Posts Tagged ‘toe pain’
Many people engaged in recreational and professional sporting activity suffer from foot pain at one time or another. However, foot pain can be secondary to many situations – some related to sports and other are not. A famous cause of toe pain, for example, is podagra secondary to gout. This post will not discuss gout… Sports related foot pain is also diverse and can actually be secondary to several causes. This post will discuss pain in the plantar (bottom) aspect of the foot.
Foot sesamoid bone fracture
Sesamoid bones are bones that form within tendons. Two such sesamoid bones are present around the sheath of the flexor hallucis longus in the plantar aspect of the big toe. These are the medial and lateral sesamoid bones. With repeated stress (that can be induced by many types of sports) these bones can break.
Sesamoid stress fracture often has an insidious start. It is exacerbated by activity. Clinical features of sesamoid bone stress fractures include local tenderness over the plantar aspect of the big toe, swelling and pain on movement (up and down of the toe).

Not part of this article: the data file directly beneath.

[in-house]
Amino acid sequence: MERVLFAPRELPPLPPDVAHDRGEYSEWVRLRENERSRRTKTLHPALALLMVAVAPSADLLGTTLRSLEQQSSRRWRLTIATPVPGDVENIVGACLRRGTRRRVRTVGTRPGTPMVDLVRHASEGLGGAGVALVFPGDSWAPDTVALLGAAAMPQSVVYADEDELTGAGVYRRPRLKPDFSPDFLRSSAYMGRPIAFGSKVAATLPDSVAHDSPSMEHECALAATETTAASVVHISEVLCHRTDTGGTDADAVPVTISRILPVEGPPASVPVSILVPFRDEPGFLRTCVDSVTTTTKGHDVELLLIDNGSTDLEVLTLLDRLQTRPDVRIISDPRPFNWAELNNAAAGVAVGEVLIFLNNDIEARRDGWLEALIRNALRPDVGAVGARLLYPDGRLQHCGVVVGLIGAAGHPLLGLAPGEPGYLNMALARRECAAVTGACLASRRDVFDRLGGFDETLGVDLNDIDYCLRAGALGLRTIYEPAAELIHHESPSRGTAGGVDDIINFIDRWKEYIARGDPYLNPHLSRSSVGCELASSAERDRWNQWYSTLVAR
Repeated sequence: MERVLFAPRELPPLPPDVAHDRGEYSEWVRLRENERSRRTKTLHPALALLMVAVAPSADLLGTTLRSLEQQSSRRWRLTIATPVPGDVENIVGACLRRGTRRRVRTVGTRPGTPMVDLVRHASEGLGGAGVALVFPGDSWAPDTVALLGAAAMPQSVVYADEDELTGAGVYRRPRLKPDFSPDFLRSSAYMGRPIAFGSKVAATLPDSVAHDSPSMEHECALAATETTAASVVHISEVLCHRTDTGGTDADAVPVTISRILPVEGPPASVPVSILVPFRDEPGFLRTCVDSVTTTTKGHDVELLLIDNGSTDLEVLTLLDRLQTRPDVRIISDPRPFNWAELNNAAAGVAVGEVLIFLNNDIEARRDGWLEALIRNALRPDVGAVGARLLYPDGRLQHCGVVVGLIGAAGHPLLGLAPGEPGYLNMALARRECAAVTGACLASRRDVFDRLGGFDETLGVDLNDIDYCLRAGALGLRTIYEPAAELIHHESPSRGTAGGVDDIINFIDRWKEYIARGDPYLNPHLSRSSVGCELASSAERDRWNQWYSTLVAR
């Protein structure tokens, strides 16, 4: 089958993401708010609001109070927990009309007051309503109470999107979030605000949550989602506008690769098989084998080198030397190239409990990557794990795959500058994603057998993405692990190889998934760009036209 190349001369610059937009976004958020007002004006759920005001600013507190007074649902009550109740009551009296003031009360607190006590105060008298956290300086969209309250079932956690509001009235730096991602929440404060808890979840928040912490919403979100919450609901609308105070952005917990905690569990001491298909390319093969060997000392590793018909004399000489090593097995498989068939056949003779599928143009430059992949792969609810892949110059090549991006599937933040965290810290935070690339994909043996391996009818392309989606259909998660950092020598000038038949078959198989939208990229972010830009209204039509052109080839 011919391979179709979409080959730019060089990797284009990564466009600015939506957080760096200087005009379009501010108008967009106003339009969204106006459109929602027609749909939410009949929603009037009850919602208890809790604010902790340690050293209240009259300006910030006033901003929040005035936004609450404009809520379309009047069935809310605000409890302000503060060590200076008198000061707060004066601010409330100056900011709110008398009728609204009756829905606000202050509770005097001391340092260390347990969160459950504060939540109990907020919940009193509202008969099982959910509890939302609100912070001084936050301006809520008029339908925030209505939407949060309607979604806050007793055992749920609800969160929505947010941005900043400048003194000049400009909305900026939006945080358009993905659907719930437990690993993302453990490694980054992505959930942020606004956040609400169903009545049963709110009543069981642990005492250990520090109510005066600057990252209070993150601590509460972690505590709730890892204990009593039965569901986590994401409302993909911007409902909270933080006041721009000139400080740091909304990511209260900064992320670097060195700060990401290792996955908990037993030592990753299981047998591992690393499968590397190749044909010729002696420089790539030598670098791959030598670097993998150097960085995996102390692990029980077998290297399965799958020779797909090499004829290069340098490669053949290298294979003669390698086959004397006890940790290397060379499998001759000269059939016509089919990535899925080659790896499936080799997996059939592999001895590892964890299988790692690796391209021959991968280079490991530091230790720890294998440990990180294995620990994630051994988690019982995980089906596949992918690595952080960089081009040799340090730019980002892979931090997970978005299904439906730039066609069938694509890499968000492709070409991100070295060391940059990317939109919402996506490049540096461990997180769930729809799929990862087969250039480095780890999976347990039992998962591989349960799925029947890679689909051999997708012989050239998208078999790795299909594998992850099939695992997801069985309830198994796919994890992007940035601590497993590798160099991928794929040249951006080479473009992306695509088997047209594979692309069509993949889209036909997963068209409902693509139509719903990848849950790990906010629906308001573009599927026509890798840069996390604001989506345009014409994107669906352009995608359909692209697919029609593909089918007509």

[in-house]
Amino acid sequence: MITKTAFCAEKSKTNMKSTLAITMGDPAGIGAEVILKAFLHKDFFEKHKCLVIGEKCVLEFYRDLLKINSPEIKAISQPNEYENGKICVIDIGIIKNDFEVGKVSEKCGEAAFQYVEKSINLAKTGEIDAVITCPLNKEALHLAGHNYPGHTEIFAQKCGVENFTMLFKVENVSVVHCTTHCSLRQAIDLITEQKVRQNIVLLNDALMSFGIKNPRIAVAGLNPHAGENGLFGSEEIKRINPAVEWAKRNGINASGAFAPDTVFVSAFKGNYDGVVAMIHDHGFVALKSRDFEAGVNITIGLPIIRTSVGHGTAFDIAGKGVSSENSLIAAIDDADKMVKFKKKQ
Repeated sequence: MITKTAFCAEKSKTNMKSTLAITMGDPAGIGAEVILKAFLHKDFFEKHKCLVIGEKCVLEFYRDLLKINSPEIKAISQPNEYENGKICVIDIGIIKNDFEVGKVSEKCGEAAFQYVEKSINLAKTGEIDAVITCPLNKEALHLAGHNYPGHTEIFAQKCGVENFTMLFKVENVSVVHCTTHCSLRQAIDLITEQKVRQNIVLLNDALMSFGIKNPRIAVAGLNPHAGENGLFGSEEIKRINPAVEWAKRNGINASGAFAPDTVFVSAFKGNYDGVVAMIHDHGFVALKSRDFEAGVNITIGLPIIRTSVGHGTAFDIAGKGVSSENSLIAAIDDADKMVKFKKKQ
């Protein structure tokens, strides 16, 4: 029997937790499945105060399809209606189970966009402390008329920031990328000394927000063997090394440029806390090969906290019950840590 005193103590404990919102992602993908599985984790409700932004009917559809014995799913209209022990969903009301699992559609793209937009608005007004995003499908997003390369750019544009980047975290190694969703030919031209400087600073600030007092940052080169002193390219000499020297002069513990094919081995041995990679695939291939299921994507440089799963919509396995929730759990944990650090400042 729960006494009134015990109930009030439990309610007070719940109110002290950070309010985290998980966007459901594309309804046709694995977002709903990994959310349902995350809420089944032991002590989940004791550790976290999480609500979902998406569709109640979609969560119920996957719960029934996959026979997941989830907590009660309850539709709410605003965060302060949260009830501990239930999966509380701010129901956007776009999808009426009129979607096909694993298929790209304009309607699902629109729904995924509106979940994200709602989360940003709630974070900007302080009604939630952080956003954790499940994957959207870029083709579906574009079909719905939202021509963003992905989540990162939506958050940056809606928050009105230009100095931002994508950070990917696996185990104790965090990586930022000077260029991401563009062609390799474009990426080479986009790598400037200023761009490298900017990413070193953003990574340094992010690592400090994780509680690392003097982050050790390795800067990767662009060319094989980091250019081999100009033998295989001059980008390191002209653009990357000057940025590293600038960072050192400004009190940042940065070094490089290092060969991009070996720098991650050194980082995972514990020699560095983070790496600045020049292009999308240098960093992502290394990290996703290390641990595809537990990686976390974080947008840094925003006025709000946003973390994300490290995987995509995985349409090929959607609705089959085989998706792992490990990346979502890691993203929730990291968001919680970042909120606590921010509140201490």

Imaging studies to diagnose toe sesamoid bone fracture include computed tomography, MRI and bone scan. If there is frank fracture plain radiograph might show it:
Treatment for sesamoid bone fractures can be conservative or surgical. However, these bones tend not to heal and therefore, surgical attachment is often necessary.
Morton’s neuroma is not a cause of foot pain per se, but rather a cause of a specific painful area in the bottom of the foot (plantar aspect). Morton’s neuroma is actually located between the 3rd and 4th toes.
The pain is caused because of irritation of the nerves that pass through that area. The characteristics of the foot pain in Morton’s neuroma are of burning, shooting pain (“neuropathic” pain). A common cause of Morton’s neuroma is therefore wearing shoes that are too tight.
Morton’s neuroma can be diagnosed by pressing over the 3rd inter phalangeal space. The pressure is applied from above, not from the plantar aspect.
Treatment of Morton’s neuroma is often conservative (changing shoes, rest) and surgery is only performed when all other measures fail. Surgery involves excising the inciting nerve.
Plantar faciitis, a cause of foot pain near the heel, is discussed here.